Video Screencast Help
Symantec Secure Login will be live on Connect starting February 25. Get the details here.

Software Virtualization Agent Installation

Created: 03 Oct 2006 • Updated: 29 Jul 2010 | 6 comments
Language Translations
Jeremy_Hurren's picture
0 0 Votes
Login to vote

Jeremy Hurren dug deep to bring this info about installing and upgrading SVS to the surface. Read it for a better understanding of the installation process or as a guide to automating or troubleshooting installations. Thanks Jeremy!

During the course of working on SVS 2.0 I received many questions regarding the installation, upgrading, maintenance, etc. of the SVS Agent. Many of those questions turned into features in the product installer, but I felt that there was still a need to answer additional questions, and to document how the installer functions.

Installer Basics

The SVS Agent installer is a Windows Installer package and therefore includes many features common to all Windows Installer packages. I will document some of the more common options here, but for more information you can refer to Windows Installer elsewhere online.

The SVS Agent package installs a number of components on the system, some optionally. The components installed and corresponding files are shown in Table 1. (Please note that the term "component" as used in this article does not relate directly to the Windows Installer "components" that are used internally in the installation package.) The paths shown are the defaults on a Windows XP English system, so adjust them appropriately for the systems you are working with.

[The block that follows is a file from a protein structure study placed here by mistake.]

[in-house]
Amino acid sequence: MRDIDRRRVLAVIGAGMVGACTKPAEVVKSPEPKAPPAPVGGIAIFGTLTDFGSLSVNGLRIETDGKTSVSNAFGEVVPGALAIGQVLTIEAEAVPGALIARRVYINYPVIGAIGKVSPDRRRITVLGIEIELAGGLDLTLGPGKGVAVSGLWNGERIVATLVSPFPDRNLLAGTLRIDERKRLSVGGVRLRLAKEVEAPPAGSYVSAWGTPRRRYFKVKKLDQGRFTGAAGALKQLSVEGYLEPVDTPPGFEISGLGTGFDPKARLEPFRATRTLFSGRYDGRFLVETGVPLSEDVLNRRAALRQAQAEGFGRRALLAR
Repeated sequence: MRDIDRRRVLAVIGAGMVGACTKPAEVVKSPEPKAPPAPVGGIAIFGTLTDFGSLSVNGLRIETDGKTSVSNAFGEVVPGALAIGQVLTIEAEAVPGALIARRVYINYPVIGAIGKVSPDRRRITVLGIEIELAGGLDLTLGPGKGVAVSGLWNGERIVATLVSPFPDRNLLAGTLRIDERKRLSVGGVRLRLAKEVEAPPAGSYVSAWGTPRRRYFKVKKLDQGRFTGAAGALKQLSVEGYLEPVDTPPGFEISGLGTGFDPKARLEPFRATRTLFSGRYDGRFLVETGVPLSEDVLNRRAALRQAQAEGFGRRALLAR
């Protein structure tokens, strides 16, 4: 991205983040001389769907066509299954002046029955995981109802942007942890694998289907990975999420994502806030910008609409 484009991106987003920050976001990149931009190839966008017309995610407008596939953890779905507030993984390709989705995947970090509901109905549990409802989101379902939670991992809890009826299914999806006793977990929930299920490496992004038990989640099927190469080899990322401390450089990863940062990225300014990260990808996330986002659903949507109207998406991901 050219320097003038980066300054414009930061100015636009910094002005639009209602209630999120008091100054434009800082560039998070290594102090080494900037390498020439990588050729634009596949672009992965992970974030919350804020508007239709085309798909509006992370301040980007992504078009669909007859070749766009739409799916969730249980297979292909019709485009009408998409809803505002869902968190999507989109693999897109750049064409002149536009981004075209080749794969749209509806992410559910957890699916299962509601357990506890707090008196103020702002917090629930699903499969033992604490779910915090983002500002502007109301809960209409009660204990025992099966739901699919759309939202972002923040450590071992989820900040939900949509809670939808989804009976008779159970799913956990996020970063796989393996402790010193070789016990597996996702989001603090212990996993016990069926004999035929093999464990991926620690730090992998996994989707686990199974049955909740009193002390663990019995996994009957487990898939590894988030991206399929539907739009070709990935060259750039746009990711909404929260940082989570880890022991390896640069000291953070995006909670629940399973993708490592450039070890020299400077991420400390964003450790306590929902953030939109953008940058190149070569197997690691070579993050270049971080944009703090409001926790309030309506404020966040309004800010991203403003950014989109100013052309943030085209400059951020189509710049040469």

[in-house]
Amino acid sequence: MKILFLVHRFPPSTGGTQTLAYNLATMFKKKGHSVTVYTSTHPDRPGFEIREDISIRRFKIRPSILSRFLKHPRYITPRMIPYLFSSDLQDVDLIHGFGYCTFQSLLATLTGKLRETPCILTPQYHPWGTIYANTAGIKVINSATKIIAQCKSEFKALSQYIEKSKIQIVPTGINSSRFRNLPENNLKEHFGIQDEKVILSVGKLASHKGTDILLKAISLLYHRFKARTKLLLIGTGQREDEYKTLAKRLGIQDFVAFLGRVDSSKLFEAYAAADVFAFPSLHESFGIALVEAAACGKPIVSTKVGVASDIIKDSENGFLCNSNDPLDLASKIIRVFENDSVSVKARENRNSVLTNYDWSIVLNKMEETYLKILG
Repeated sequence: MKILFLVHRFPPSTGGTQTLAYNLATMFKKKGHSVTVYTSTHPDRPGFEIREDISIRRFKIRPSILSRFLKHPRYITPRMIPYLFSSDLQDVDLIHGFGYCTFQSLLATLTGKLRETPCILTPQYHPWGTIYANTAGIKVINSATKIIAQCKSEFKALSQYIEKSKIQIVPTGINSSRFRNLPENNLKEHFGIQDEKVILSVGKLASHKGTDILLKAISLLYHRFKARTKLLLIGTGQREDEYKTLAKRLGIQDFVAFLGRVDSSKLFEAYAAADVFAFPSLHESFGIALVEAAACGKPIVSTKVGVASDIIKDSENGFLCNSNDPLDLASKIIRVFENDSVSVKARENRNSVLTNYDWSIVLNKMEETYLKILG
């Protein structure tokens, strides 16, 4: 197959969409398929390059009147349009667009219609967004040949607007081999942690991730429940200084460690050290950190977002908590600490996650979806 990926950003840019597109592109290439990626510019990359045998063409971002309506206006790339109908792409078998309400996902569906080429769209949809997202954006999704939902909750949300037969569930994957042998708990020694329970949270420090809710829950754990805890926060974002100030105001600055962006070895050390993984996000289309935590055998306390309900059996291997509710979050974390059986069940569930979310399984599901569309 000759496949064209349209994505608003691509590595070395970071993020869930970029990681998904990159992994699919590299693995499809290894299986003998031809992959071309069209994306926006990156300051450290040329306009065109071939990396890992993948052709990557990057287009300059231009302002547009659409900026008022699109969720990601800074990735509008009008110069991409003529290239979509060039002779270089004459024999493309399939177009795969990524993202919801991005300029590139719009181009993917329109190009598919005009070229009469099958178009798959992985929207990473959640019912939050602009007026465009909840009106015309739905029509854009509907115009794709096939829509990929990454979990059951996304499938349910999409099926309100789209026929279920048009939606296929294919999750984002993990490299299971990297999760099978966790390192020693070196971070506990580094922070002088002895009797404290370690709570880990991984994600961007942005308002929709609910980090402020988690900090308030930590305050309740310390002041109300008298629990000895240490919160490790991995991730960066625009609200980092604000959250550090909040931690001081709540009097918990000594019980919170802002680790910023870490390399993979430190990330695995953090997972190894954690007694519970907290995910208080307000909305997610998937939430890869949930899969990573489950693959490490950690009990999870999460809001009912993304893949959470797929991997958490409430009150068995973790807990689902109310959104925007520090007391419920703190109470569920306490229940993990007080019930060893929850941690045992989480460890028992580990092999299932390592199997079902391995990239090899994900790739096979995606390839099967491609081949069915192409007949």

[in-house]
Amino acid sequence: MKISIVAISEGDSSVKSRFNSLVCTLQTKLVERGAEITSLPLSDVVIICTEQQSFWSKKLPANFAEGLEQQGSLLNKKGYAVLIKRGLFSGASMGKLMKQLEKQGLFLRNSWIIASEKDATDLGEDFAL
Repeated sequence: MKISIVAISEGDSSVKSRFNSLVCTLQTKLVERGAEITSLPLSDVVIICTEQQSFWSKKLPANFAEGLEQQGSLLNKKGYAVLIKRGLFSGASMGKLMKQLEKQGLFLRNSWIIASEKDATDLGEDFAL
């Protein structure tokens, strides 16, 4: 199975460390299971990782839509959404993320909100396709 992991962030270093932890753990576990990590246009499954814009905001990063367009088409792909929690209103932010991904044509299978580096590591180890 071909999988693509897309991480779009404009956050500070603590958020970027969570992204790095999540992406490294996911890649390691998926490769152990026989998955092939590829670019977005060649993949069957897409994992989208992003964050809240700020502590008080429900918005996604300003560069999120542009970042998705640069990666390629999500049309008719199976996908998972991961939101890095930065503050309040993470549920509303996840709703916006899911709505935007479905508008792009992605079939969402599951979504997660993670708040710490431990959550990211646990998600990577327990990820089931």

Driver C:\Windows\system32\drivers\fslx.sys
Library C:\Windows\system32\fsllib32.dll
WMI Provider C:\Program Files\Altiris\Software Virtualization Agent\AltirisVSProvider.dll
C:\Program Files\Altiris\Software Virtualization Agent\AltirisVSProvider.mof
Command-line Utility C:\Program Files\Altiris\Software Virtualization Agent\svscmd.exe
Graphical Admin Tool C:\Program Files\Altiris\Software Virtualization Agent\svsadmin.exe
C:\Program Files\Altiris\Software Virtualization Agent\\svsadmin_resources.exe
C:\Program Files\Altiris\Software Virtualization Agent\fslui.dll
C:\Program Files\Altiris\Software Virtualization Agent\<LCID>\fslui_resources.dll
File Redirection Area C:\fslrdr

In addition to installing these files on the hard drive, the installer also creates the file redirection area at C:\fslrdr. This is where files that are contained in virtual layers are stored. There is a corresponding area of the registry where registry entries for the virtual layers are stored. The installer creates this area at HKEY_LOCAL_MACHINE\SOFTWARE\fslrdr in the registry. A few other registry keys are created by the installer as described below.